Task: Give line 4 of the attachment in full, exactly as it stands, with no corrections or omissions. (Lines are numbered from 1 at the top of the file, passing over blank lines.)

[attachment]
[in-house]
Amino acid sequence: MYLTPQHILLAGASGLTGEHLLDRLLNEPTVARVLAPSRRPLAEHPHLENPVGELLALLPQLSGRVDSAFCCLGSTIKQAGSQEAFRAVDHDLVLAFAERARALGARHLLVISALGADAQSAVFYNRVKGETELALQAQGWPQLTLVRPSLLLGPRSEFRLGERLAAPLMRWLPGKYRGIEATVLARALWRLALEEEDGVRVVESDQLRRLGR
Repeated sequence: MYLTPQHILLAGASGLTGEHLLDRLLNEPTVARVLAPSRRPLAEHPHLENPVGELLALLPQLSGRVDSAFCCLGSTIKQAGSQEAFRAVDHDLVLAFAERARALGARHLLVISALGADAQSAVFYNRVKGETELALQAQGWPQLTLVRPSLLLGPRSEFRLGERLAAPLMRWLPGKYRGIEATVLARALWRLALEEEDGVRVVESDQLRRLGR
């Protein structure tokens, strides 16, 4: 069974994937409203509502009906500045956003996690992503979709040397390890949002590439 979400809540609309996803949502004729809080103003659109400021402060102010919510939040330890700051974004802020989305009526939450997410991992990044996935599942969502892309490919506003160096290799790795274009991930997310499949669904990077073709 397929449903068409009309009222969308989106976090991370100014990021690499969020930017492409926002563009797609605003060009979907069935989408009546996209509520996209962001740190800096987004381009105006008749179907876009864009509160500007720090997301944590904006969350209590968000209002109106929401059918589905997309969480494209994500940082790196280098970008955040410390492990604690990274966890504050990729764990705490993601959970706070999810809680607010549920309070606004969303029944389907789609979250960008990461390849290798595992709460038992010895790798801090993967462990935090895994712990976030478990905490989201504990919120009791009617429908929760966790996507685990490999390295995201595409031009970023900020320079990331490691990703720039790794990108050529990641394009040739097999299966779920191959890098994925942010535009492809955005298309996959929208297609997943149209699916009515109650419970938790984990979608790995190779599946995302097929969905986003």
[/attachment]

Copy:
């Protein structure tokens, strides 16, 4: 069974994937409203509502009906500045956003996690992503979709040397390890949002590439 979400809540609309996803949502004729809080103003659109400021402060102010919510939040330890700051974004802020989305009526939450997410991992990044996935599942969502892309490919506003160096290799790795274009991930997310499949669904990077073709 397929449903068409009309009222969308989106976090991370100014990021690499969020930017492409926002563009797609605003060009979907069935989408009546996209509520996209962001740190800096987004381009105006008749179907876009864009509160500007720090997301944590904006969350209590968000209002109106929401059918589905997309969480494209994500940082790196280098970008955040410390492990604690990274966890504050990729764990705490993601959970706070999810809680607010549920309070606004969303029944389907789609979250960008990461390849290798595992709460038992010895790798801090993967462990935090895994712990976030478990905490989201504990919120009791009617429908929760966790996507685990490999390295995201595409031009970023900020320079990331490691990703720039790794990108050529990641394009040739097999299966779920191959890098994925942010535009492809955005298309996959929208297609997943149209699916009515109650419970938790984990979608790995190779599946995302097929969905986003």